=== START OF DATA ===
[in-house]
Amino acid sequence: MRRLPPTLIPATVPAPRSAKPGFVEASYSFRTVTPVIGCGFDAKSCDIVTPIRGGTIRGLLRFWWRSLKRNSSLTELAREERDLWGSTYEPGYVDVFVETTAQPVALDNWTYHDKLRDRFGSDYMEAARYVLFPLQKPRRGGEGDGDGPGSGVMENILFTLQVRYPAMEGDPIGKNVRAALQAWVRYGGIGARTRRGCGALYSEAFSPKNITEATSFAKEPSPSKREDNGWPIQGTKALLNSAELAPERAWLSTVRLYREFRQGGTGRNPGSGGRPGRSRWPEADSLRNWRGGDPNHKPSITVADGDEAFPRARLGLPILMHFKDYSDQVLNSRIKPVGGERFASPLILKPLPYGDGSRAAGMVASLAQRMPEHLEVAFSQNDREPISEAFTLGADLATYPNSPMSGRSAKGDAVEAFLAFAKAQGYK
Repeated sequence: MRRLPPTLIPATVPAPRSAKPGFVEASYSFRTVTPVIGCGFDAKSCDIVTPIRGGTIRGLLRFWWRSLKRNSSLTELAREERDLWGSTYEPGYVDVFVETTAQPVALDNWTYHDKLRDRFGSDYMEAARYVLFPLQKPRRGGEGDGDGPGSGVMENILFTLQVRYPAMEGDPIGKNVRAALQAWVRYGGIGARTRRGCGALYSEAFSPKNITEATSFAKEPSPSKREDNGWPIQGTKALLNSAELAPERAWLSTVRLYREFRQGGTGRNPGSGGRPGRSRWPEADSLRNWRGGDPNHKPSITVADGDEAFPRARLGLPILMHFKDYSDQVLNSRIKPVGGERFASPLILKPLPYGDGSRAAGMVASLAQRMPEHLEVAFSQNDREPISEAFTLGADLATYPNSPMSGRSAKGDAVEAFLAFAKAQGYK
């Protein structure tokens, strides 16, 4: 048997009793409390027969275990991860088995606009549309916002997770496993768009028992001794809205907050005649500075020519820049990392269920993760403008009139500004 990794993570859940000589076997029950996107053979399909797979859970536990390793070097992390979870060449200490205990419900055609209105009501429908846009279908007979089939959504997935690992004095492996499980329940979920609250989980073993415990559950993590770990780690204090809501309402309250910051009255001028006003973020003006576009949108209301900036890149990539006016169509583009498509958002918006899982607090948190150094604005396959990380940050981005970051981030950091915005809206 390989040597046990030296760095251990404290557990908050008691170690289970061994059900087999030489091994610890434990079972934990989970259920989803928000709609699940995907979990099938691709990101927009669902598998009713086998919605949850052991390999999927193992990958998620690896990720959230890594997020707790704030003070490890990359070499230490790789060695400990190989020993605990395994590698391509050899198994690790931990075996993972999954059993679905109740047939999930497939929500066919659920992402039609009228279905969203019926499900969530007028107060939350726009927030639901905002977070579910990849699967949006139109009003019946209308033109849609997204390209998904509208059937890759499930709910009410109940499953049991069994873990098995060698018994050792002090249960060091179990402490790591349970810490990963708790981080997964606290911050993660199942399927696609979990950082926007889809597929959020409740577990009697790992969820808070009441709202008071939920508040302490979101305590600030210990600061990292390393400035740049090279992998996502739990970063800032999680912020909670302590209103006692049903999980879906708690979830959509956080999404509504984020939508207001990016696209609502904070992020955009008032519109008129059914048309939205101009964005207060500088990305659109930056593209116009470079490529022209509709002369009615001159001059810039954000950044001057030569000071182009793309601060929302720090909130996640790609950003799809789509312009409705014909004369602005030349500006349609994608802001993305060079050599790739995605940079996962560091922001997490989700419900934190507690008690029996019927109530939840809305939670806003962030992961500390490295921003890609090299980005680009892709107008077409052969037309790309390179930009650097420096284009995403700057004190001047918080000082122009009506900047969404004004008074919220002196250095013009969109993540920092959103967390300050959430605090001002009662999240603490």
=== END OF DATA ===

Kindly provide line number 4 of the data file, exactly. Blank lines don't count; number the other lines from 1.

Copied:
């Protein structure tokens, strides 16, 4: 048997009793409390027969275990991860088995606009549309916002997770496993768009028992001794809205907050005649500075020519820049990392269920993760403008009139500004 990794993570859940000589076997029950996107053979399909797979859970536990390793070097992390979870060449200490205990419900055609209105009501429908846009279908007979089939959504997935690992004095492996499980329940979920609250989980073993415990559950993590770990780690204090809501309402309250910051009255001028006003973020003006576009949108209301900036890149990539006016169509583009498509958002918006899982607090948190150094604005396959990380940050981005970051981030950091915005809206 390989040597046990030296760095251990404290557990908050008691170690289970061994059900087999030489091994610890434990079972934990989970259920989803928000709609699940995907979990099938691709990101927009669902598998009713086998919605949850052991390999999927193992990958998620690896990720959230890594997020707790704030003070490890990359070499230490790789060695400990190989020993605990395994590698391509050899198994690790931990075996993972999954059993679905109740047939999930497939929500066919659920992402039609009228279905969203019926499900969530007028107060939350726009927030639901905002977070579910990849699967949006139109009003019946209308033109849609997204390209998904509208059937890759499930709910009410109940499953049991069994873990098995060698018994050792002090249960060091179990402490790591349970810490990963708790981080997964606290911050993660199942399927696609979990950082926007889809597929959020409740577990009697790992969820808070009441709202008071939920508040302490979101305590600030210990600061990292390393400035740049090279992998996502739990970063800032999680912020909670302590209103006692049903999980879906708690979830959509956080999404509504984020939508207001990016696209609502904070992020955009008032519109008129059914048309939205101009964005207060500088990305659109930056593209116009470079490529022209509709002369009615001159001059810039954000950044001057030569000071182009793309601060929302720090909130996640790609950003799809789509312009409705014909004369602005030349500006349609994608802001993305060079050599790739995605940079996962560091922001997490989700419900934190507690008690029996019927109530939840809305939670806003962030992961500390490295921003890609090299980005680009892709107008077409052969037309790309390179930009650097420096284009995403700057004190001047918080000082122009009506900047969404004004008074919220002196250095013009969109993540920092959103967390300050959430605090001002009662999240603490």